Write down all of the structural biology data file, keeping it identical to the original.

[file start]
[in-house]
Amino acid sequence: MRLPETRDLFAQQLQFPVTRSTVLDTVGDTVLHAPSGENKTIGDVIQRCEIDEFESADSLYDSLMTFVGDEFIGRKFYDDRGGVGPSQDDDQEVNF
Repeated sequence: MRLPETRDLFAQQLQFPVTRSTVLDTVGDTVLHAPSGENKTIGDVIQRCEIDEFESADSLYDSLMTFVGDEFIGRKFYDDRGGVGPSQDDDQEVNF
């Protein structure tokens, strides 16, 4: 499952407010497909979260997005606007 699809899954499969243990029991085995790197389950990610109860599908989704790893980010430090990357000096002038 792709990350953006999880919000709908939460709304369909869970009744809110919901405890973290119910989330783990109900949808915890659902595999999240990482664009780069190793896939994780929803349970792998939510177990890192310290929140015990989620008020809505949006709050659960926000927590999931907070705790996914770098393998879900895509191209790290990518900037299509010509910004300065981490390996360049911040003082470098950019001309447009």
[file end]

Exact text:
[in-house]
Amino acid sequence: MRLPETRDLFAQQLQFPVTRSTVLDTVGDTVLHAPSGENKTIGDVIQRCEIDEFESADSLYDSLMTFVGDEFIGRKFYDDRGGVGPSQDDDQEVNF
Repeated sequence: MRLPETRDLFAQQLQFPVTRSTVLDTVGDTVLHAPSGENKTIGDVIQRCEIDEFESADSLYDSLMTFVGDEFIGRKFYDDRGGVGPSQDDDQEVNF
């Protein structure tokens, strides 16, 4: 499952407010497909979260997005606007 699809899954499969243990029991085995790197389950990610109860599908989704790893980010430090990357000096002038 792709990350953006999880919000709908939460709304369909869970009744809110919901405890973290119910989330783990109900949808915890659902595999999240990482664009780069190793896939994780929803349970792998939510177990890192310290929140015990989620008020809505949006709050659960926000927590999931907070705790996914770098393998879900895509191209790290990518900037299509010509910004300065981490390996360049911040003082470098950019001309447009």